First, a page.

Ben-Yah v. Norris

Filing 48

MEMORANDUM AND ORDER finding Petition for Habeas Corpus under 28 U.S.C. § 2254 be and it is hereby denied, and the case is dismissed, with prejudice. Signed by Magistrate Judge J. Thomas Ray on 6/19/09. (hph)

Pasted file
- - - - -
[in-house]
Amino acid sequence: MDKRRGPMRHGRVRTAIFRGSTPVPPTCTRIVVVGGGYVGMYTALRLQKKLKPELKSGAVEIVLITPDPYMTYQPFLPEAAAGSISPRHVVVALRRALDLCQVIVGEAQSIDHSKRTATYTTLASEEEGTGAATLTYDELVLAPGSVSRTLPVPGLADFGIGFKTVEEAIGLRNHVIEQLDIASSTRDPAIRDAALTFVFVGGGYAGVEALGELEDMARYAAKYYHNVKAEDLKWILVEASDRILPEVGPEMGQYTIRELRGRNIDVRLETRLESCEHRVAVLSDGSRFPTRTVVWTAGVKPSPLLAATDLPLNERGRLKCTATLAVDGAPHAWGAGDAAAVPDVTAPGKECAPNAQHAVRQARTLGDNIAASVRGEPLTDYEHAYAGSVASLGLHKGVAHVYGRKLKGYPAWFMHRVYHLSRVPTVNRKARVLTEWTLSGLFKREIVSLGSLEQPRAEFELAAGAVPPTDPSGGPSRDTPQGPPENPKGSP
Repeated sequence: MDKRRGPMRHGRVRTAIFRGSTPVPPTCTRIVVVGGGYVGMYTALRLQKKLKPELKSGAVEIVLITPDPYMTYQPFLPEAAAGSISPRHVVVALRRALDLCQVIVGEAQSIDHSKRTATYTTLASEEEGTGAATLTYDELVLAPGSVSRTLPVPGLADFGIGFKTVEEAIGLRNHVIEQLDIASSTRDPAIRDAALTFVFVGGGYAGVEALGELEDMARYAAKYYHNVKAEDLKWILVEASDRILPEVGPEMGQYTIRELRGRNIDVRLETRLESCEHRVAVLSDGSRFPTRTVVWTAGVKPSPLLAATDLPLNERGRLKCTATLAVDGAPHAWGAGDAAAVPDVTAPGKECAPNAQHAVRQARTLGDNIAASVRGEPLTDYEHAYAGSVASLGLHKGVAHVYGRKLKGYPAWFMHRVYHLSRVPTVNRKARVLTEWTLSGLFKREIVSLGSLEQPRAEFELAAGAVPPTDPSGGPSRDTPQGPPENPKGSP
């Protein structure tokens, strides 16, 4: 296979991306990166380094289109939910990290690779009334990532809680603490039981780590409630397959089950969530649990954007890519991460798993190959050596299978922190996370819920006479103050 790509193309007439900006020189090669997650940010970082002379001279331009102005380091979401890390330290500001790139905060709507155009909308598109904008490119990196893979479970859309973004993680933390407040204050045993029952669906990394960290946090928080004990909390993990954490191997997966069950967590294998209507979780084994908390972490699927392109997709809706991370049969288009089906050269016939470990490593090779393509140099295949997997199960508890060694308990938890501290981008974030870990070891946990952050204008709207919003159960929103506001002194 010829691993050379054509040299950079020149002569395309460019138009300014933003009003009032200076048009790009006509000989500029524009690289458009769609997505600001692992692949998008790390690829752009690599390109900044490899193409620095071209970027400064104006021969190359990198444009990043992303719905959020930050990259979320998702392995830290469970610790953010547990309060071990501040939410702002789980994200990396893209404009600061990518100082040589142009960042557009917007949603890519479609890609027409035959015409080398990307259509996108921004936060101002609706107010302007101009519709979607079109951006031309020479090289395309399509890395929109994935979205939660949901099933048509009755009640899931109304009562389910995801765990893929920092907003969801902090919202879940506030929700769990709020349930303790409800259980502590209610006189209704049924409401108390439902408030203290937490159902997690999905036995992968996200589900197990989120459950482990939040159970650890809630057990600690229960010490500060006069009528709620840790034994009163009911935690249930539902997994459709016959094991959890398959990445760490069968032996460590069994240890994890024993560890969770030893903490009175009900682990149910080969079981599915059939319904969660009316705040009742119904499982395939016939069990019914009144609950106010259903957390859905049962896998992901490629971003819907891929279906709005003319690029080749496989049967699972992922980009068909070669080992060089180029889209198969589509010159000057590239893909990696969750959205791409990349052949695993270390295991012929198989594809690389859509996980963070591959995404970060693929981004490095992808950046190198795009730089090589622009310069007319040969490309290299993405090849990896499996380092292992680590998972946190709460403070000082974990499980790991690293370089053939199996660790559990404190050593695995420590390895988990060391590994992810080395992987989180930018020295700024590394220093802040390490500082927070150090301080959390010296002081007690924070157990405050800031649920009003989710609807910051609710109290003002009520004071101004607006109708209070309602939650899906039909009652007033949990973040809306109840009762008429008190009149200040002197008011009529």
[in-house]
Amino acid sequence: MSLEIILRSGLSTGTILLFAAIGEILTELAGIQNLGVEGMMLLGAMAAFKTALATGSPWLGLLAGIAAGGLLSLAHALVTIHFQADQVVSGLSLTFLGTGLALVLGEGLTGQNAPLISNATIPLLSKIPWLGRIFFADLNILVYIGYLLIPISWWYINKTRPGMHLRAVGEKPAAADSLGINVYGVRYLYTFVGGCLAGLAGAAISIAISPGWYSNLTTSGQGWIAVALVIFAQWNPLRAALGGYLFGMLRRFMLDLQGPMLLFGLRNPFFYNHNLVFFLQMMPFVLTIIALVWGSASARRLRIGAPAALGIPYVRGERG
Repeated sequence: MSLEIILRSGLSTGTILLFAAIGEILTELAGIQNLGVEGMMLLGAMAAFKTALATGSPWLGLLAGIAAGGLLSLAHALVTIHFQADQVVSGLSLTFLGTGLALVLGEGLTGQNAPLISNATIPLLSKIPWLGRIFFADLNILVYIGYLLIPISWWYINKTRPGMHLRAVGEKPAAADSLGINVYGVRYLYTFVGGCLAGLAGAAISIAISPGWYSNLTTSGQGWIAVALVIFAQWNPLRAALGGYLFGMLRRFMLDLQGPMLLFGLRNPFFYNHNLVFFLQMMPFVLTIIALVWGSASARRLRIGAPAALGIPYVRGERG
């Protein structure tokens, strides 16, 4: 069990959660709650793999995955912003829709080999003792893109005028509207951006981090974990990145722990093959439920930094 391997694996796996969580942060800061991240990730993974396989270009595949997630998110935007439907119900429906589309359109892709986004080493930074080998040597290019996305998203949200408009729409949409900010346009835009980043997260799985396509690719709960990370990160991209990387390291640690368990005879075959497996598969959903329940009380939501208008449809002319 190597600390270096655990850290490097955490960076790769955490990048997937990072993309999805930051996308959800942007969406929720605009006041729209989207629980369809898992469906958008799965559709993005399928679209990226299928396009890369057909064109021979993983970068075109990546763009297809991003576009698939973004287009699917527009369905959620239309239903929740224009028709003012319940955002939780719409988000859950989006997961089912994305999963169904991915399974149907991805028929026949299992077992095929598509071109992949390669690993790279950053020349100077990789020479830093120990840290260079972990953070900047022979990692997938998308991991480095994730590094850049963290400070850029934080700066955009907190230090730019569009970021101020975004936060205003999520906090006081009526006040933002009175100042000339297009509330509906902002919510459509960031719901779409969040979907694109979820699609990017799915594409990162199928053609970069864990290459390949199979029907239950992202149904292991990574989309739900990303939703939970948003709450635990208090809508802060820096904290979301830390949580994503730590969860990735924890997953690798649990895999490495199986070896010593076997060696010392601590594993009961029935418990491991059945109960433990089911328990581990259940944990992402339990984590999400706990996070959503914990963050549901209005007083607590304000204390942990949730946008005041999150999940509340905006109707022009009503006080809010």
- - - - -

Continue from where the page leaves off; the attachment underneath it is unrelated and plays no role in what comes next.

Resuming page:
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IN THE UNITED STATES DISTRICT COURT FOR THE EASTERN DISTRICT OF ARKANSAS PINE BLUFF DIVISION YASHUA BEN-YAH aka CHARLES JOHNSON ADC #114545 VS. LARRY NORRIS, Director, Arkansas Department of Correction MEMORANDUM AND ORDER I. Background Pending before the Court1 is a Petition for a Writ of Habeas Corpus pursuant to 28 U.S.C. 2254. (Docket entry #1.) Respondent has filed a Response (docket entry #32), to which Petitioner has filed a Reply. (Docket entry #35.) Thus, the issues are joined and ready for disposition. Before addressing the merits, the Court will review the pertinent procedural history associated with Petitioner's habeas claims. On May 19, 2004, Petitioner was convicted of second-degree forgery following a bench trial in Pulaski County Circuit Court. (Docket entry #12, Ex. A.) Petitioner was sentenced, as a habitual offender, to 120 months in the Arkansas Department of Correction. Petitioner appealed his conviction to the Arkansas Court of Appeals, where he argued: (1) insufficiency of the evidence to support his conviction; and (2) a material variance between the charging information and the proof presented at trial constituted reversible error. Johnson v. State, 2005 WL 846124 (Ark. App. 2005) (unpublished decision). On April 13, 2005, the Arkansas Court The parties have consented to proceedings before a United States Magistrate Judge. (Docket entry #13.) 1 PETITIONER 5:07CV00159 JTR RESPONDENT of Appeals rejected these arguments on the merits and affirmed.2 In this federal habeas action, which was filed on June 25, 2007, Petitioner challenges the sufficiency of the evidence supporting his conviction, which he characterizes as a violation of the Due Process Clause of the United States Constitution.3 (Docket entry #1.) Respondent argues that Petitioner's claim has no merit. Because the Court concludes that Petitioner's habeas claim is without merit, the Petition will be denied, and the case will be dismissed, with prejudice. The complete procedural history of Petitioner's postconviction proceedings in state court is set forth in the Court's July 31, 2008 Memorandum Order (docket entry #30) denying Respondent's Motion to Dismiss (docket entry #12) this case on statute of limitations grounds. See Ben-Yah v. Norris, 570 F. Supp.2d 1086 (E.D. Ark. 2008). Petitioner has filed a change of address indicating that he was paroled on November 13, 2008. (Docket entry #37.) On May 14, 2009, the Court directed Respondent to address: (1) Petitioner's current custodial status; (2) whether Petitioner is still serving any portion of his sentence; and (3) whether Petitioner's requested relief is moot. (Docket entry #43.) On May 26, 2009, Respondent filed a Response indicating that Petitioner is still serving (an unspecified) term of "supervised parole," and that his sentence is not yet discharged. (Docket entry #46.) Because Petitioner was incarcerated at the time he filed his Petition and is now on supervised parole based on the underlying conviction, Respondent contends that Petitioner's habeas action is not moot, and remains a justiciable case or controversy. Id. The Court agrees. See Spencer v. Kemna, 523 U.S. 1, 7-8 (1998) (habeas challenge to the validity of a conviction is not moot despite petitioner's subsequent release from incarceration and placement on parole because "the restriction imposed by the terms of the parole constitutes a concrete injury, caused by the conviction and redressable by invalidation of the conviction."); United States v, Carelock, 459 F.3d 437, 438 n.1. (3rd Cir. 2006) (habeas petitioner's challenge to his conviction satisfied case-or-controversy requirement despite his subsequent post-filing release from incarceration because of restrictions of parole) (citing Spencer); see also Carafas v. LaVallee, 391 U.S. 234 (1968) (statutory habeas jurisdictional perquisite of "custody" is determined by custody at the time of filing). 2 3 2 II. Discussion4 Petitioner's sole argument is that the evidence the state presented during his trial was insufficient to support his conviction for second-degree forgery. A challenge to the sufficiency of the evidence is a claim cognizable in a federal habeas proceeding pursuant to the Due Process Clause of the Fourteenth Amendment. See Jackson v. Virginia , 443 U.S. 307, 321 (1979), overruled on other grounds by Schlup v. Delo, 513 U.S. 298 (1995). In reviewing the sufficiency of the evidence, under 28 U.S.C. 2254, the Court must determine "whether, after viewing the evidence in the light most favorable to the prosecution, any rational trier of fact could have found the essential elements of the crime beyond a reasonable doubt." Jackson, 443 U.S. at 319 (emphasis in original). At trial, Lajuana McCauley, testified that she was married to Petitioner. (Trial Tr. 41.) McCauley was the treasurer for the Holy Anointing Deliverance Church, and Petitioner was the church's pastor.5 (Trial Tr. 50-51.) McCauley was in charge of keeping the money and checkbook Under the Antiterrorism and Effective Death Penalty Act ("AEDPA"), a habeas petitioner may not obtain relief with respect to any claim adjudicated on the merits in a state court proceeding unless he shows that the prior adjudication: (1) resulted in a decision that was contrary to, or involved an unreasonable application of, clearly established federal law; or (2) resulted in a decision that was based on an unreasonable determination of the facts in light of the evidence presented in the state court. See 28 U.S.C. 2254(d). A state court decision is contrary to clearly established federal law "if the state court arrives at a conclusion opposite to that reached by [the United States Supreme Court] on a question of law or if the state court decides a case differently than [the] Court has on a set of materially indistinguishable facts." Williams v. Taylor, 529 U.S. 362, 413 (2000). An unreasonable application of clearly established federal law is one in which "the state court identifies the correct governing legal principle from [the Supreme] Court's decisions but unreasonably applies that principle to the facts of the prisoner's case." Id. A presumption of correctness attaches to factual determinations made by a state court, and a habeas petitioner must rebut this presumption by clear and convincing evidence. See 28 U.S.C. 2254(e)(1). In later testimony, McCauley described the church as a "business" and a "partnership" with Petitioner. (Trial Tr. 58-59.) 3 5 4 for the church. (Trial Tr. 51.) She was the only person authorized to sign checks for the church account.6 (Trial Tr. 51.) McCauley testified that, on April 13, 2004, she and Petitioner got into a fight at their home. (Trial Tr. 42-44.) This resulted in the police arresting Petitioner.7 (Trial Tr. 62-66.) On April 14, 2004, Petitioner took the church checkbook without McCauley's permission. (Trial Tr. 50-51, 56.) She identified the check that was the subject of the forgery charge as coming from the church checkbook.8 (Trial Tr. 57.) She saw that there were two handwritten signatures on the face of the check. (Trial Tr. 57.) One was her name, "LaJuana McCauley"; however, she testified that she did not sign the check. (Trial Tr. 57-58.) She recognized the other signature as Petitioner's. (Trial Tr. 58.) She did not give Petitioner permission to take the check or sign the check. (Trial Tr. 58.) Amy Bottoms, a Regions Bank teller at the East Ninth Street branch, testified that, on April 14, 2003, she was working the drive-through. (Trial Tr. 69-70.) She recognized Petitioner as According to McCauley, the reason Petitioner was never authorized to sign the checks was because he did not want the authorization, and because of "his past that he had written out, signed people's checks," including prior convictions for "using drugs" and forgery. (Trial Tr. 59-60.) Petitioner was charged, in a separate criminal case, with various crimes arising from the domestic disturbance, including domestic battery, resisting arrest, and third-degree assault. (Trial Tr. 40.) The parties agreed to simultaneously try both the domestic related criminal charges and the forgery charge in a bench trial. (Trial Tr. 56.) In this federal habeas action, Petitioner is only challenging his second-degree forgery conviction. This check was for Regions Bank account number 8009651128. (Trial Tr. 125, Docket entry #12, Ex. B at 74.) The name of the account printed on the upper-left of the check is "HOLY ANOINTING DELIVERANCE CHURCH FOUNDER PASTOR CHARLES JOHNSON." Id. The check is made payable to "Cash" in the amount of $400.00. Id. There are two signatures on the lower-right of the check, one purports to be Petitioner's, and the other purports to be Lajuana McCauley's. Id. 4 8 7 6 he came through her line. (Trial Tr. 70.) Petitioner said that he had a deposit for $3,900.00, and "asked for cash back of $400." (Trial Tr. 70, 75.) Because the deposit was to a business checking account, Bottoms told Petitioner that he "needed to write a check" to get money back. (Trial Tr. 71.) Bottoms saw Petitioner write the check, sign the bottom signature line, and sign the back of the check.9 (Trial Tr. 71.) Bottoms cashed the check and gave Petitioner $400.00. (Trial Tr. 71.) Bottoms testified that minutes later, Petitioner came back and said that he needed to sign "Ms. LaJuana's" name to the check, so she gave him the check back "and [Petitioner] signed her name." (Trial Tr. 71.) Jan Malone, the branch manager, testified that account 8009651128 was a business checking account opened on July 6, 2000. (Trial Tr. 78, 90.) The name of the account was "Holy Anointing Deliverance Church, Founder and Pastor Charles L. Johnson." (Trial Tr. 79.) The only signature authorized to sign checks drawn on this account was "Lajuana S. McCauley." (Trial Tr. 79.) Petitioner testified and acknowldged that he was not a "signer" on the account, but that he signed McCauley's name on the check. (Trial Tr. 91.) According to Petitioner, he needed the cash to post a bond on a separate cirminal matter that was pending against him. (Trial Tr. 86-87.) Petitioner testified that after he signed McCauley's name he called her and told her what he had done. (Trial Tr. 87.) According to Petitioner, the account was his, because he was the "founding pastor" and "[t]he account holder name is Founding Pastor Charles Johnson." (Trial Tr. 91.) On direct appeal, the Arkansas Court of Appeals concluded that the preceding evidence was sufficient to sustain Petitioner's conviction for second-degree forgery: Bottoms identified the check Petitioner wrote as the same one identified by McCauley. (Trial Tr. 72-73.) 5 9 Here, when [Petitioner] signed his own name on a stolen check and received $400-before forging his wife's name on the instrument-he uttered a check that purported to be an authorized act of another (Ms. McCauley) without such authorization. The facts established that [Petitioner] took the checkbook without the permission of its owner and knew that he was not authorized to withdraw funds from the church's account. Indeed, he returned to the bank and attempted to cover-up his fraudulent withdrawal by forging the signature of the only person authorized to draw on the account, his wife. The evidence further established that the church funds withdrawn by [Petitioner] were used, not for authorized church expenditures, but to help him establish bond in a separate criminal matter. We are satisfied that there is sufficient evidence to show that [Petitioner] knew he was not authorized to draw on the church's account and uttered a check with the purpose of withdrawing money on the account (defrauding) by representing that he had authority to make such a withdrawal (signing his name). Accordingly, we affirm on this point. Johnson, 2005 WL 846124 at *2. Under Arkansas law, "[a] person forges a written instrument if, with purpose to defraud, the person makes, completes, alters, counterfeits, possesses, or utters any written instrument that purports to be or is calculated to become or to represent if completed the act of a person who did not authorize that act." Ark. Code Ann. 5-37-201(a). A person commits second-degree forgery if he "forges a written instrument that is . . . [a] check . . . or other written instrument that does or may evidence, create, transfer, terminate, or otherwise affect a legal right, interest, obligation, or status." Ark. Coder Ann. 5-37-201(c)(1). Petitioner emphasizes that his name was included in the name of the business checking account, and that he owned the church.10 According to Petitioner, he did not need his wife's permission to "conduct business" with the account, as he had "sovereign authority spiritual and Petitioner has submitted Articles of Incorporation, filed with the Arkansas Secretary of States on May 15, 2000, that purport to identify Petitioner as the incorporator of the Holy Anointing Deliverance Church, a "religious corporation." (Docket entry #1 at 13-14.) 6 10 natural" concerning the account. Petitioner's argument ignores the evidence that: (1) he took and wrote the check without permission; (2) he conceded at trial that he was not a "signer" on the account; and (3) he was seen signing McCauley's name on the check. Furthermore, Petitioner's wife testified that she never gave him permission to sign or take any checks. Given the limited scope of this Court's review under Jackson v. Virginia , 443 U.S. 307, 321 (1979), which requires it to view the facts in favor of the prosecution, the Court concludes that a rational trier of fact could have found that Petitioner committed each of the essential elements of second-degree forgery beyond a reasonable doubt. Accordingly, the Court concludes that the Arkansas Court of Appeals' decision that there was sufficient evidence to support Petitioner's conviction was neither "contrary to" or an "unreasonable application" of clearly established federal law, nor was it an "unreasonable determination of the facts." See 28 U.S.C. 2254(d) and (e). III. Conclusion IT IS THEREFORE ORDERED THAT the Petition for Habeas Corpus under 28 U.S.C. 2254 (docket entry #1) be and it is hereby DENIED, and the case is DISMISSED, WITH PREJUDICE. Dated this 19th day of June, 2009. UNITED STATES MAGISTRATE JUDGE 7